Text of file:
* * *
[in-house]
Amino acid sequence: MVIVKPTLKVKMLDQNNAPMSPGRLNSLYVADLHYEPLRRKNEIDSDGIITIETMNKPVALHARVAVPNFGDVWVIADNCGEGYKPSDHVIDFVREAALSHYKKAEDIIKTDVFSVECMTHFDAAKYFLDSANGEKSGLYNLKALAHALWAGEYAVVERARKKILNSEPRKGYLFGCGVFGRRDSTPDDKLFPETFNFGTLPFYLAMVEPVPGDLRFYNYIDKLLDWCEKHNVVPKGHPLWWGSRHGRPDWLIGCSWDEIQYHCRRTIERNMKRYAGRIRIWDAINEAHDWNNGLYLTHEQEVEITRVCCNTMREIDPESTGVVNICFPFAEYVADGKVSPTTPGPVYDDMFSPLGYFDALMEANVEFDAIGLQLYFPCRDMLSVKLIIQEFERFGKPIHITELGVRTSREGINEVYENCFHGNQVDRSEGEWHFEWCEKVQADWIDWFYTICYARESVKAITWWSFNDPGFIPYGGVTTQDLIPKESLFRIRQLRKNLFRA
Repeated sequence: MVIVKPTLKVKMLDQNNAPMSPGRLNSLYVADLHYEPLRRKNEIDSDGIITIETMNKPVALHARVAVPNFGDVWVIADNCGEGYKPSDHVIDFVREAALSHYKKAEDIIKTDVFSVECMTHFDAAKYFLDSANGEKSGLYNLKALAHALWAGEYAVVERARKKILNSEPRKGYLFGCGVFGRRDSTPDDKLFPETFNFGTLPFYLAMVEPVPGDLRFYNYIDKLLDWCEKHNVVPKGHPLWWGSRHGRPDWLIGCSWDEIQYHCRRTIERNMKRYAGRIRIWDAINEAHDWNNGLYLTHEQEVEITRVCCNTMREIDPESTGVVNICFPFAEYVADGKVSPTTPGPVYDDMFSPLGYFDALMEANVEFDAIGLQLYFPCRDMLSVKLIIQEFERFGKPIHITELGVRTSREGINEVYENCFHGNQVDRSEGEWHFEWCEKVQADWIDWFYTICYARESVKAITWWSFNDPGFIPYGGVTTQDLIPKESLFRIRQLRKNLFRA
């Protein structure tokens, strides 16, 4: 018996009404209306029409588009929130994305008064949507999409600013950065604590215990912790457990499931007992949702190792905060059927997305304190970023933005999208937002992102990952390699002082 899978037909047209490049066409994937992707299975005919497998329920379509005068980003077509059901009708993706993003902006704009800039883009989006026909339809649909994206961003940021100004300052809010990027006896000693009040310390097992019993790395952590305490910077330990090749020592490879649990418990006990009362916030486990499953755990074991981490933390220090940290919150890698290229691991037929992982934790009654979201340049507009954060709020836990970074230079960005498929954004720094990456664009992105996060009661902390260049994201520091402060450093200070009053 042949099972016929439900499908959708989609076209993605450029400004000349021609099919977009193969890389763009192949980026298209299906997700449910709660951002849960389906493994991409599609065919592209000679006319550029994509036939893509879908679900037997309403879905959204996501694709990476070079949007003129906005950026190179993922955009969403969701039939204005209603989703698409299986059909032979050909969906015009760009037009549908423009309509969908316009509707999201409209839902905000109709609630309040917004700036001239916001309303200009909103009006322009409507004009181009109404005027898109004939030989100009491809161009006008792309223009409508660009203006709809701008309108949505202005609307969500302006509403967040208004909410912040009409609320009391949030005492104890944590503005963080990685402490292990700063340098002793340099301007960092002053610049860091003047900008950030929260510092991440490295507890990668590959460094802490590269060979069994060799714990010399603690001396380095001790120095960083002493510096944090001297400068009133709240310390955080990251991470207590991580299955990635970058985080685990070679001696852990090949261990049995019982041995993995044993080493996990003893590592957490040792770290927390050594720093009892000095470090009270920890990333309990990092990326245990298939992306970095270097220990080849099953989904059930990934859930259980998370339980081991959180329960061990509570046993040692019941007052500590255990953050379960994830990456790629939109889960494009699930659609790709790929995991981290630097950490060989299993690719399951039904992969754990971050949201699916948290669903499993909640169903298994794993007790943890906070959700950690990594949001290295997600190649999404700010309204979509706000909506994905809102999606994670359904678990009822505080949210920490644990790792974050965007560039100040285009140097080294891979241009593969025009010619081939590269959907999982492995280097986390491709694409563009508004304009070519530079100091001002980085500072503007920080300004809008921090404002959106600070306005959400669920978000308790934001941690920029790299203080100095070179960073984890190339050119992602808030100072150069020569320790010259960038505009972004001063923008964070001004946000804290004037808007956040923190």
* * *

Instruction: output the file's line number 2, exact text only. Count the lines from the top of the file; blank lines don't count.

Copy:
Amino acid sequence: MVIVKPTLKVKMLDQNNAPMSPGRLNSLYVADLHYEPLRRKNEIDSDGIITIETMNKPVALHARVAVPNFGDVWVIADNCGEGYKPSDHVIDFVREAALSHYKKAEDIIKTDVFSVECMTHFDAAKYFLDSANGEKSGLYNLKALAHALWAGEYAVVERARKKILNSEPRKGYLFGCGVFGRRDSTPDDKLFPETFNFGTLPFYLAMVEPVPGDLRFYNYIDKLLDWCEKHNVVPKGHPLWWGSRHGRPDWLIGCSWDEIQYHCRRTIERNMKRYAGRIRIWDAINEAHDWNNGLYLTHEQEVEITRVCCNTMREIDPESTGVVNICFPFAEYVADGKVSPTTPGPVYDDMFSPLGYFDALMEANVEFDAIGLQLYFPCRDMLSVKLIIQEFERFGKPIHITELGVRTSREGINEVYENCFHGNQVDRSEGEWHFEWCEKVQADWIDWFYTICYARESVKAITWWSFNDPGFIPYGGVTTQDLIPKESLFRIRQLRKNLFRA